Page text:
A 2018 study of Perth’s Mitchell Freeway found two drivers every minute were using their phones. Tech companies design their apps with this in mind, says Horwood. “They try and tempt us, and deliberately so.” Their aim is to keep you engaged with their app (and their advertisers) for as long as possible, so they condition you


in the same way Pavlov conditioned his drooling dogs. It’s also the same way slot machines manipulate gamblers. And the same way psychologists get the most out of maze-running rats. The behaviour is driven by the reward that follows. “The expectation of a reward is how many behavioural addictions begin,” says Horwood. “If you’re checking your phone every half hour, the expectation of receiving a reward every time is a pretty strong reinforcer.” On a neurological level, each time your brain receives a reward – anything from seeing a cute baby to laughing at a joke – it releases a dose of the feelgood chemical dopamine. “A surge of dopamine makes you feel good and excited,” says Horwood. “Dopamine can start to surge even when you just think about checking your phone. That can be a precursor to addictive behaviour.”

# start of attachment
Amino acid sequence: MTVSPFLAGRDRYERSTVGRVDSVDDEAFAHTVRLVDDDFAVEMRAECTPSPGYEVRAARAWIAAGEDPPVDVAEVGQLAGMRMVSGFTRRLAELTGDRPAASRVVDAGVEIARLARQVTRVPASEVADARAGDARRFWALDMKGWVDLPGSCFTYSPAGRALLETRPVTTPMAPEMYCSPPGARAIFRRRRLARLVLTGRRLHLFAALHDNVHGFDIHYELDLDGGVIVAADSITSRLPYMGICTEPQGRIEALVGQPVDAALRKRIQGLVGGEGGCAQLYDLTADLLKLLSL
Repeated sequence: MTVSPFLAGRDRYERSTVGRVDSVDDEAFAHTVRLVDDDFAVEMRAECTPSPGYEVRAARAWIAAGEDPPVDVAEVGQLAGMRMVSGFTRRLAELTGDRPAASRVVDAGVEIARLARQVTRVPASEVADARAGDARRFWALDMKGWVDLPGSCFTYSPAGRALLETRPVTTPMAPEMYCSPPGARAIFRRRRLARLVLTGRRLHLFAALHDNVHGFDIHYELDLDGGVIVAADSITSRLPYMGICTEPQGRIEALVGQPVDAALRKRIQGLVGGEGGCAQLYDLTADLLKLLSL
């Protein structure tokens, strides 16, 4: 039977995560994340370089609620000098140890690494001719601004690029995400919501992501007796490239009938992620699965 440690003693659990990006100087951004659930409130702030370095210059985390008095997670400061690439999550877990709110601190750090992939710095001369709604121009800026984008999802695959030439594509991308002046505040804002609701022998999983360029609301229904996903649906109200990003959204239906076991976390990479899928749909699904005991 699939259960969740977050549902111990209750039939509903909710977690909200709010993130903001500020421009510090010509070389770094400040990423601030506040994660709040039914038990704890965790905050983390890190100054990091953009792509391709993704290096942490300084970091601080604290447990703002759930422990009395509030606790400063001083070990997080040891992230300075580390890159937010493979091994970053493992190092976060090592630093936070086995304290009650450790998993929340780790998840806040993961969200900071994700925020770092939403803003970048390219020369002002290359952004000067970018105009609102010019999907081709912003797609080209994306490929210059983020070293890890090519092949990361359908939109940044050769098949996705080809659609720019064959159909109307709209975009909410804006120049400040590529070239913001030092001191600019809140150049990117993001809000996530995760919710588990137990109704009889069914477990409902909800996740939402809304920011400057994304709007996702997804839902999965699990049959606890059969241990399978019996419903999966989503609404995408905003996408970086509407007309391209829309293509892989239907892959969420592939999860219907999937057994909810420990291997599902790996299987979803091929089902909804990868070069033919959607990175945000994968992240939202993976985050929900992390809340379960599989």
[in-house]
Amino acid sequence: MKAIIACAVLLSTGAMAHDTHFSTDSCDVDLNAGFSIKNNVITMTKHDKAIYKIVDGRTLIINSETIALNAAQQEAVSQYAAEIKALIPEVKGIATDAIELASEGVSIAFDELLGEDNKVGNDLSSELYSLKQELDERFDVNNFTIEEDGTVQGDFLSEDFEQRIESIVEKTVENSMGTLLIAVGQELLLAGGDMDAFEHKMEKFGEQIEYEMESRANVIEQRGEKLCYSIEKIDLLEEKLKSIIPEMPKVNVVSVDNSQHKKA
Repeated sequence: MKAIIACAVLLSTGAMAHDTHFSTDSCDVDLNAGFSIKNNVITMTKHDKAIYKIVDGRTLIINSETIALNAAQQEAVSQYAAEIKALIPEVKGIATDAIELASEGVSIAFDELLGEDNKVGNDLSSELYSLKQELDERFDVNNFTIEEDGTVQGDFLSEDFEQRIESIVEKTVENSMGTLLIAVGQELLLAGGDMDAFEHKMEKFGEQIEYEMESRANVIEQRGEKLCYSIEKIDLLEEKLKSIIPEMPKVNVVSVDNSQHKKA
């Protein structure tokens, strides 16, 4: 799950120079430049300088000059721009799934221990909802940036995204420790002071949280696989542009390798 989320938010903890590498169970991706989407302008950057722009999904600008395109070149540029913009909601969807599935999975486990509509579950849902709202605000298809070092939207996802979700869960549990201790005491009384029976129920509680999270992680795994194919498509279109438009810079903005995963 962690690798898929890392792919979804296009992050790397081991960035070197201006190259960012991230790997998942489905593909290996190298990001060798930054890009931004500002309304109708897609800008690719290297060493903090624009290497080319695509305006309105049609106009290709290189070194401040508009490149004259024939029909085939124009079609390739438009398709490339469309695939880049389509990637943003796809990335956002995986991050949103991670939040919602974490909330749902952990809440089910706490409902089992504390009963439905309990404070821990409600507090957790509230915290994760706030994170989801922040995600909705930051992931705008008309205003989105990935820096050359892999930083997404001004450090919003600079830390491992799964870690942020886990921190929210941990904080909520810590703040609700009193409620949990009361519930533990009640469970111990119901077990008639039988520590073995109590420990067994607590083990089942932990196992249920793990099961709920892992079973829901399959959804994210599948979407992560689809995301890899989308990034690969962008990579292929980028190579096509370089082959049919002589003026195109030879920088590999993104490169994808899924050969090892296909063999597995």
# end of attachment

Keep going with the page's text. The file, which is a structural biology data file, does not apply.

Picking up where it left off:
But feeling good is a normal part of life, not an addiction. So, do you really have a problem? “There isn’t a problem if your smartphone isn’t impacting your life in a negative way,” says Horwood. “But if you’re using your phone while driving, then that’s a problem.” Younger drivers are most likely to use their devices while driving. “They’re learning to drive, and they also have the greatest tendency to want to check their phone,” says Horwood. “That’s a perfect storm.” But we can’t lay all the blame at the feet of our youth. Experienced drivers should be leading by example in front of their children, says Horwood. “If you’re a driver and you’re doing anything at all on your phone, that’s modelling behaviours that are problematic.”

December-January 2019 / Horizons


Brain overload The task of driving a vehicle within a complex road system – although a regular task – is also more taxing on your brain than you probably realise.